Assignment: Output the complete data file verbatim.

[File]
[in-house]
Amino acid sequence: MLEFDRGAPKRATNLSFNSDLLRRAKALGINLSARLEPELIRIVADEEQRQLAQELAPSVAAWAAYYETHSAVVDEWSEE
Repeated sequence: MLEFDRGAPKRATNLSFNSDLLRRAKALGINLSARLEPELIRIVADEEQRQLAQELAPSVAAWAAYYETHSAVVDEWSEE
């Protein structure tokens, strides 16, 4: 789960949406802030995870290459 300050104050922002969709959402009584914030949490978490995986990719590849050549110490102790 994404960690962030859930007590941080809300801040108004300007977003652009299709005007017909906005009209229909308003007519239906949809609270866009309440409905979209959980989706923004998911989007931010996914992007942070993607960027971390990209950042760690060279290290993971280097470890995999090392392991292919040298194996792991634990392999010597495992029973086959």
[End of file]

[in-house]
Amino acid sequence: MLEFDRGAPKRATNLSFNSDLLRRAKALGINLSARLEPELIRIVADEEQRQLAQELAPSVAAWAAYYETHSAVVDEWSEE
Repeated sequence: MLEFDRGAPKRATNLSFNSDLLRRAKALGINLSARLEPELIRIVADEEQRQLAQELAPSVAAWAAYYETHSAVVDEWSEE
């Protein structure tokens, strides 16, 4: 789960949406802030995870290459 300050104050922002969709959402009584914030949490978490995986990719590849050549110490102790 994404960690962030859930007590941080809300801040108004300007977003652009299709005007017909906005009209229909308003007519239906949809609270866009309440409905979209959980989706923004998911989007931010996914992007942070993607960027971390990209950042760690060279290290993971280097470890995999090392392991292919040298194996792991634990392999010597495992029973086959």